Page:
COMMENTARY | What's in store for the New York Mets in the second half of the season? With this franchise, you never know.
What we do know is that this is a team that's loaded -- loaded with questions, that is. Here are five for the Mets when they return to action following the All-Star break:
Do the Mets fold like they did in 2011 and 2012?
Will the Mets be the team that just won 16 out of their last 26 games, or will they be the team that can't beat the Miami Marlins (the Mets are 3-8 versus Miami this year)?
Based on what happened in the second half in both 2011 and 2012, the Mets have a tough task ahead. But, then again, with a quality starting staff and an improved lineup, the Mets may be on a better track this time around.
This isn't a playoff team, but if the Mets can play .500 baseball in the second half, that would be sufficient. You have to start somewhere.
How much does Matt Harvey pitch down the stretch?
In a controversial move, the Mets decided not to pitch Harvey on Saturday. However, he'll start the All-Star game Tuesday. Harvey has thrown 130 innings this season and there are rumblings that they'll limit his workload down the stretch.
This is a tough one because we all know how important he is to the team. But we also know that the Mets have to be careful not to overextend him this year when so much of their future rests on his right arm.
Still, if he's healthy, he should pitch. The bottom line is he gives the Mets a great chance to win every time he's out there. I would have preferred for him to have pitched on Saturday in Pittsburgh, but I can understand the Mets being cautious. Having said that, he should be out there in the second half. If you want to limit his innings or pitches, we can talk. But don't limit his starts.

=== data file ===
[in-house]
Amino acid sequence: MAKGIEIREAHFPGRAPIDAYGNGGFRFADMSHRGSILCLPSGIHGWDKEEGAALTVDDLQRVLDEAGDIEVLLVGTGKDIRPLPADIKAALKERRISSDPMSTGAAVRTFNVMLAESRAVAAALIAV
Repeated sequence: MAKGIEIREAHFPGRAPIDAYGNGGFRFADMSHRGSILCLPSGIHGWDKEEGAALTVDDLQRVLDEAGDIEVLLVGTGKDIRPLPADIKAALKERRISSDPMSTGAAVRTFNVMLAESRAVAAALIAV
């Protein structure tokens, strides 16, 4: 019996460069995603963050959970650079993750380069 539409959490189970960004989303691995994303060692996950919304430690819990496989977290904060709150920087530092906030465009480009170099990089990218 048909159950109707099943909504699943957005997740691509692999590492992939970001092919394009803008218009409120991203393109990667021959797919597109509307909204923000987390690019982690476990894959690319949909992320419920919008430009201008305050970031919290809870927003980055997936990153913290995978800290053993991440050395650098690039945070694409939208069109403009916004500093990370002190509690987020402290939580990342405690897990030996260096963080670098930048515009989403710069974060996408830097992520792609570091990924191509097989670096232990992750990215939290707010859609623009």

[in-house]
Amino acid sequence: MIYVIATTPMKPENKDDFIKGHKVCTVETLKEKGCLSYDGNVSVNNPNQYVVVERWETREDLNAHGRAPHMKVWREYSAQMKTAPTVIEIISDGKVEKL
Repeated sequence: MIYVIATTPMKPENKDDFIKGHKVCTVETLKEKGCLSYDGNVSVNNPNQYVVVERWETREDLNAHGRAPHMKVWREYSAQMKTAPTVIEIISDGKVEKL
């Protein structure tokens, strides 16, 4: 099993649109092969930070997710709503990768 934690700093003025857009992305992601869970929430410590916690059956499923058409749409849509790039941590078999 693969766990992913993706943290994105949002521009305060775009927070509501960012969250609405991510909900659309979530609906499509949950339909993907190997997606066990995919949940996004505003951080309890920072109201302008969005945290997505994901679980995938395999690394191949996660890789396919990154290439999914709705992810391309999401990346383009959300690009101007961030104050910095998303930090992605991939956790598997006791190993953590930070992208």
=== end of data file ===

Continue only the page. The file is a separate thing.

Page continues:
What's Terry Collins' future?
Collins has his detractors, but he's done a good job this year, and he may have earned a new contract. In his three seasons, the Mets have been competitive in the first half, but in 2011 and 2012 they folded after the All-Star break.
Though they're nine games under .500, it seems right now that Collins will return in 2014. A bad second half could change that, but the Mets understand he doesn't have much to work with.
The bottom line is this: The Mets show up to the ballpark ready to play every day. Collins gets credit for that. He also gets credit for keeping this team together during some difficult times, and for getting the most out of a roster with plenty of holes.
Does Marlon Byrd get traded?
Byrd is having a very good season. He's batting .271 with 15 home runs and 51 runs batted in. He's been a reliable hitter in the middle of the Mets' order. And with all the attention in spring training paid to the Mets' weak outfield, Byrd has proved to be a good find by general manager Sandy Alderson.
The Mets didn't know what they were getting when they signed him prior to the season, but he's been one of their most valuable players. But Byrd is 35, and he isn't a long-term solution in the outfield. His value is as high as it's going to get so the Mets might be inclined to move him before the trade deadline. You'd have to think there would be interest from a team in need of a right-handed bat, like, say, the New York Yankees?
Will Citi Field become a ghost town?
Let's face it, the biggest game at Citi Field this year will be the All-Star game. If the Mets fall apart in the second half, attendance will be low.
This is a fan base that's tired of losing and one that doesn't have a favorable opinion of ownership. Harvey brings fans to the ballpark, but he doesn't pitch every night. The Mets will need to win games to get fans to show up. That might not happen until next year, which means there could be a lot of empty seats at Citi Field in the second half.
Charles Costello has followed the Mets closely since the rookie years of Darryl Strawberry (1983) and Dwight Gooden (1984). He was a beat reporter assigned to cover the Mets during the 1997 and 1998 seasons.
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